Organizational Behavior: Turning Point

Essay by venny_mUniversity, Bachelor'sA, November 2006

download word file, 4 pages 1.0

Turning Point is a residential treatment centered based in northeastern Colorado. This treatment center serves all the counties in Colorado. The average stay at Turning Point is 9-12 months. During this time the focus is to help the client with substance abuse issues, catch up in school, attend individual and group therapy sessions, complete community service projects, eventually gain employment, take care of any court obligations, and re-learn being a productive member of society. Unfortunately, Medicaid cuts make it impossible for counties to fund stays of 9-12 months and the trends are now three to six months. Going from a long-term facility to a short-term facility and continuing to make a profit is not without its challenges.

Let's first look at whom Turning Point's consumers are. Social services make referrals to Turning Point based on client needs. Turning Point gets referrals from counties across Colorado. In the past they had been able to choose who to accept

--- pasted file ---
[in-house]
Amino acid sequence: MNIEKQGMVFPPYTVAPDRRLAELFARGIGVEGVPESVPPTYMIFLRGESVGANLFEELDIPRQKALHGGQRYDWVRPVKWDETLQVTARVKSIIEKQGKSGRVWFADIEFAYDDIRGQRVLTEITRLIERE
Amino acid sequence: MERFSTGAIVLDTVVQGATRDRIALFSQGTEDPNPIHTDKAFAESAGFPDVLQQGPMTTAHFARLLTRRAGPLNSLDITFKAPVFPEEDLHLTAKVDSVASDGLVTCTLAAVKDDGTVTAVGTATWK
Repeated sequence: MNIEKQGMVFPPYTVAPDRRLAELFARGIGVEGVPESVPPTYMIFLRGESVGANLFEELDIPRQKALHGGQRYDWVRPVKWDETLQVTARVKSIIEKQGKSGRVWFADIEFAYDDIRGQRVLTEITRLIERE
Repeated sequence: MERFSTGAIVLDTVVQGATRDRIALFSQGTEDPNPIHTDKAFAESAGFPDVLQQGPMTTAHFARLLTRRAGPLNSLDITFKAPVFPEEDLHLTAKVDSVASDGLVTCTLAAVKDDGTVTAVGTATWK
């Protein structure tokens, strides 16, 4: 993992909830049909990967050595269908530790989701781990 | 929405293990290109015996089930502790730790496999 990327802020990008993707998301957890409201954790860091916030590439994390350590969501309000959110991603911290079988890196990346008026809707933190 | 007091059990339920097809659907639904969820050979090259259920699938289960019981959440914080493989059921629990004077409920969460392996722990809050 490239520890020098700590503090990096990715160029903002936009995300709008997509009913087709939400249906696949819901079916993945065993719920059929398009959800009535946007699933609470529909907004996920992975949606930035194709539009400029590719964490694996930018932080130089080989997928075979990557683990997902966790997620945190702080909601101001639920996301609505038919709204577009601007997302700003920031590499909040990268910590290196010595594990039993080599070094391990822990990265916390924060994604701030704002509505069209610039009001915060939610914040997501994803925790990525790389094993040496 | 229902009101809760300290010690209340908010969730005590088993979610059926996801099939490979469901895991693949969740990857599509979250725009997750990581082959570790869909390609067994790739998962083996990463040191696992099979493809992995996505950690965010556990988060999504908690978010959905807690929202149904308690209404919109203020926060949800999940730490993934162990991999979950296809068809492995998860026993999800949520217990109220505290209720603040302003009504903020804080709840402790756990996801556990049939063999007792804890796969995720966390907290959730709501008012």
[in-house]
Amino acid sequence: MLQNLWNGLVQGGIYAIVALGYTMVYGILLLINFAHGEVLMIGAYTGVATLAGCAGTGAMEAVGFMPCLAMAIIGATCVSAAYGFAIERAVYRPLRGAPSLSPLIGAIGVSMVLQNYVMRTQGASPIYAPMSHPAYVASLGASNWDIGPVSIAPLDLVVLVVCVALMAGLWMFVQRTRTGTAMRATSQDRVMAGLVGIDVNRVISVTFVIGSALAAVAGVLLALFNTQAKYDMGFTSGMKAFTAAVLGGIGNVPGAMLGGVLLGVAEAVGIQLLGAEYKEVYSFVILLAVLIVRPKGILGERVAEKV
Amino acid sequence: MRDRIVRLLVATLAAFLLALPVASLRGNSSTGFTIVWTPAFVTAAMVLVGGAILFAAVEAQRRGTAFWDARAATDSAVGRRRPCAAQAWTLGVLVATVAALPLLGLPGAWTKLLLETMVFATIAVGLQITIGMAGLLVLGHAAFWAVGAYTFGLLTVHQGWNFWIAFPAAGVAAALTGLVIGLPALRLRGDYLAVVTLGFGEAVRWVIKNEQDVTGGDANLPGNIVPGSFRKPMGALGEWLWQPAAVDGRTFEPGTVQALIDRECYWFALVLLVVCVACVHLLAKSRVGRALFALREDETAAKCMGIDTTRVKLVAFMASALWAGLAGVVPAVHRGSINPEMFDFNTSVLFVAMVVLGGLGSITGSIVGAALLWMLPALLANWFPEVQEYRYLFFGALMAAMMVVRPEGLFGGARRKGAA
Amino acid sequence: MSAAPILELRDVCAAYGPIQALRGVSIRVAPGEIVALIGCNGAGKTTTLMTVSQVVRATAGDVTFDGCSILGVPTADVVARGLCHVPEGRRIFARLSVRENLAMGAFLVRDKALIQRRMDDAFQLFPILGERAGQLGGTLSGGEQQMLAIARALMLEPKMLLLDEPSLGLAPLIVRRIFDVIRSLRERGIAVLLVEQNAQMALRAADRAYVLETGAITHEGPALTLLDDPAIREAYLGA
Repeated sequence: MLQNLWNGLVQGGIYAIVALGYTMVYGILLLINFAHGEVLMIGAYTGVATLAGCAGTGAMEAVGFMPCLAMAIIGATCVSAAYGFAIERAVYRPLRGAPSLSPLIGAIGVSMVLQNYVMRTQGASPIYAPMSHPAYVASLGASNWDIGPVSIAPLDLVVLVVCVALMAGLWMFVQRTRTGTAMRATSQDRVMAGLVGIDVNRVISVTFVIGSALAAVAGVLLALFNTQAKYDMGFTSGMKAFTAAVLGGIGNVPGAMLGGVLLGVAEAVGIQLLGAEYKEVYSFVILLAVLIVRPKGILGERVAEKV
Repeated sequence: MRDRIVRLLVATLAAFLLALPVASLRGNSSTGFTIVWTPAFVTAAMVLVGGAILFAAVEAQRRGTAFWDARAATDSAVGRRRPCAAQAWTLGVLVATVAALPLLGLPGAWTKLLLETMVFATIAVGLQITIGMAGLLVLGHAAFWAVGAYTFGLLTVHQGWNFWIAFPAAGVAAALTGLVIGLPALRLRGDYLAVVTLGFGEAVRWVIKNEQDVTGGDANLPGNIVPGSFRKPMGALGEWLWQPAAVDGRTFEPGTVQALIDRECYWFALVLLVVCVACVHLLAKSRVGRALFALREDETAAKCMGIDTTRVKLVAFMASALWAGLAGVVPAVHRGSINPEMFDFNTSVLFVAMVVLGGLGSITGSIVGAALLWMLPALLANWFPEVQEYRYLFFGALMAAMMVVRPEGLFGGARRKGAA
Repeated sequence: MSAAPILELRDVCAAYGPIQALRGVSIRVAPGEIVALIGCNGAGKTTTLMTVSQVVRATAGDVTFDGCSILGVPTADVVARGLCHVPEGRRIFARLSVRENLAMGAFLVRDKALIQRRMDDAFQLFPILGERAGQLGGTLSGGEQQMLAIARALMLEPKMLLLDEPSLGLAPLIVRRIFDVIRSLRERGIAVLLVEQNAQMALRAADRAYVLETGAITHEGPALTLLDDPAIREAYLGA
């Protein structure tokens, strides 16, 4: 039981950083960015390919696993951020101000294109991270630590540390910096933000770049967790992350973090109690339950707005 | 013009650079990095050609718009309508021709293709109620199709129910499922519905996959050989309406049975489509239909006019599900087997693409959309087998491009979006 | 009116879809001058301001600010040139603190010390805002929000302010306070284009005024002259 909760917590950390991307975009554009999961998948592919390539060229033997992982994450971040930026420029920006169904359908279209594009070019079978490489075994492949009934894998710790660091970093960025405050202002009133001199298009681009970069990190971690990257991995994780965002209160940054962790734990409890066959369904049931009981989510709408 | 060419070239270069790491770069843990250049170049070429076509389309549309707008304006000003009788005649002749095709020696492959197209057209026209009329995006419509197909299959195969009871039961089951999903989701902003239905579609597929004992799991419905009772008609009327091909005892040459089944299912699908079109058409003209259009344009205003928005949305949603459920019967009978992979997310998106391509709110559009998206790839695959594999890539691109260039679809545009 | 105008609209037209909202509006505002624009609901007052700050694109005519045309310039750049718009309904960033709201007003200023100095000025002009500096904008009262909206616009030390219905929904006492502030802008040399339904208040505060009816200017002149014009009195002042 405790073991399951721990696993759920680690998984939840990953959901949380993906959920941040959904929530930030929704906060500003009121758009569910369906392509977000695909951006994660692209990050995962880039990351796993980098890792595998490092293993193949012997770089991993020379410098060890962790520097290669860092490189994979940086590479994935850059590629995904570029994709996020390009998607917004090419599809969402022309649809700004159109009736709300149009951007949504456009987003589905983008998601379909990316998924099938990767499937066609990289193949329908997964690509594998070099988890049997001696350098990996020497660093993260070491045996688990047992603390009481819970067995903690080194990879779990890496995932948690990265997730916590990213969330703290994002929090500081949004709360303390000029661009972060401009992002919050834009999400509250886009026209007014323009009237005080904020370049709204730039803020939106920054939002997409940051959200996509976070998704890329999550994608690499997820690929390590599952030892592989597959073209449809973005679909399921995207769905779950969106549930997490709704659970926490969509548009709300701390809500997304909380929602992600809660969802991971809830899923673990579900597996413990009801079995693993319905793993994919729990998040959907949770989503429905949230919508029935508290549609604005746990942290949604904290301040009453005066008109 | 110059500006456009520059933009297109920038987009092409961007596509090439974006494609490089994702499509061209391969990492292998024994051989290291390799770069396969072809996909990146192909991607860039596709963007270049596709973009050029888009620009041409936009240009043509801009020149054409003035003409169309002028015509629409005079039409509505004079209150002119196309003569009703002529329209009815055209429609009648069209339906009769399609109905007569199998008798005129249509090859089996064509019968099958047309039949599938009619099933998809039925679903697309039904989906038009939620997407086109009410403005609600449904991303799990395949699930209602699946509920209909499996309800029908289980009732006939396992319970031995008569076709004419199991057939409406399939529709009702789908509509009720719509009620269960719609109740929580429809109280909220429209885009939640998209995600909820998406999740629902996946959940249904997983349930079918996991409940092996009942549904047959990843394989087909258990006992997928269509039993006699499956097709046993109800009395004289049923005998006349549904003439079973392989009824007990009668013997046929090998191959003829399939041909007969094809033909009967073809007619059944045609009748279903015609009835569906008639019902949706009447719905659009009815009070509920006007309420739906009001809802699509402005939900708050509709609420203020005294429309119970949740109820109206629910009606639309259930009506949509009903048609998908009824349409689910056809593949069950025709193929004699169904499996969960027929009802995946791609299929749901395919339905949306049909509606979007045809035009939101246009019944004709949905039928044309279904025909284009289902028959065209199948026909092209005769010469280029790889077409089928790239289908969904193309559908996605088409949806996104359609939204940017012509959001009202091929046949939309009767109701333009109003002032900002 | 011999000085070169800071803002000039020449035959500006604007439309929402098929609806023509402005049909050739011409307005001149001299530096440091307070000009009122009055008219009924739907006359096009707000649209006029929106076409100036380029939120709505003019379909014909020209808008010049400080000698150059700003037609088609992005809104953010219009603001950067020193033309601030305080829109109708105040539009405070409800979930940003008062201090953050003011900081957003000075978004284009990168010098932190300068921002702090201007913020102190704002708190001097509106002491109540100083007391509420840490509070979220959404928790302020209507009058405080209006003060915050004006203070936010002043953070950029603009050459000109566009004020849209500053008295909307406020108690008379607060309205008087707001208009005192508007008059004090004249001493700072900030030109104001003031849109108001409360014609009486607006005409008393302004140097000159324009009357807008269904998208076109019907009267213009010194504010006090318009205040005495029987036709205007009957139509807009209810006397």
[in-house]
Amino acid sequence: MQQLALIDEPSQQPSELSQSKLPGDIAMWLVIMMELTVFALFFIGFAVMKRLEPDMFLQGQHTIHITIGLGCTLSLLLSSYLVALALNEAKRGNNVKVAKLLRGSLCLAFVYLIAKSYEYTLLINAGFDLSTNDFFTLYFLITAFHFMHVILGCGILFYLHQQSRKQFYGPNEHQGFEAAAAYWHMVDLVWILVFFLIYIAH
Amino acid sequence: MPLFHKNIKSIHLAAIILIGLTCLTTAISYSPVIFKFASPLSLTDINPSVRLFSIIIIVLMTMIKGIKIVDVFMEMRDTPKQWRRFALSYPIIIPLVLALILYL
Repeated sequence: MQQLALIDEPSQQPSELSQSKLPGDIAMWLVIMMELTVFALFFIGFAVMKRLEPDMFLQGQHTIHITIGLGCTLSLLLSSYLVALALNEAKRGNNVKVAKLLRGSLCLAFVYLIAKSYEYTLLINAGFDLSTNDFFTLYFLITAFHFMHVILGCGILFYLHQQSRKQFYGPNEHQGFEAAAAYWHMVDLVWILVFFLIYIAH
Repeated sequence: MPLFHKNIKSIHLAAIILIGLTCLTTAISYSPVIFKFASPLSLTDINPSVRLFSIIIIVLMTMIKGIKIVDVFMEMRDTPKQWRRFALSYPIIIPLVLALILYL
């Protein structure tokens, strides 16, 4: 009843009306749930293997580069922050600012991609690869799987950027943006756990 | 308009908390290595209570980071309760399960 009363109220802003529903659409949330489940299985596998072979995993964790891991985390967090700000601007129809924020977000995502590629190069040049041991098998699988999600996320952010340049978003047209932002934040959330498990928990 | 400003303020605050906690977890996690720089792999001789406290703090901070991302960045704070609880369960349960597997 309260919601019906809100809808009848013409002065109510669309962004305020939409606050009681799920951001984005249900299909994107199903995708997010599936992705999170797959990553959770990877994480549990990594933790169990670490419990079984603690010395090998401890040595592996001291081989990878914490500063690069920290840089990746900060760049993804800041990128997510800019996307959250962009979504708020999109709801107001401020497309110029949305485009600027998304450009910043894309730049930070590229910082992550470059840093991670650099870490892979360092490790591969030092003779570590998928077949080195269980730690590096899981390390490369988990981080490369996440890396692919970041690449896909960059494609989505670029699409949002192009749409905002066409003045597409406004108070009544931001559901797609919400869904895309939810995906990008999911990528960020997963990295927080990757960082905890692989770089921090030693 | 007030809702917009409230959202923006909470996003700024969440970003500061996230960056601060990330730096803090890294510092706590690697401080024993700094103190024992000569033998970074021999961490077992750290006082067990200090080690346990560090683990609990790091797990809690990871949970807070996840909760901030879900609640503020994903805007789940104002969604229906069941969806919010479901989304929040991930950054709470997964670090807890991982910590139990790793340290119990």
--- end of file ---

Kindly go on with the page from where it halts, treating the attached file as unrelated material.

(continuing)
into their programs.

With Medicaid funding shorter stays, Turning Point has to be less choosey about who will be in their programs and more concerned about keeping beds filled in turn, staying afloat financially.

Before delving into the funding issue, it is important to understand the organizational culture of Turning Point. Organizational culture is defined as "the basic pattern of shared assumptions, values, and beliefs considered to be the correct way of thinking about and acting on problems and opportunities facing the organization (McShane and Von Glinow, 2004)." It is a long held belief that long- term treatment is more beneficial to the population served by Turning Point than short- term treatment. Employees at every level of the agency struggled with making the necessary changes and questioned whether or not the integrity of the programming would be damaged. The teams that work within...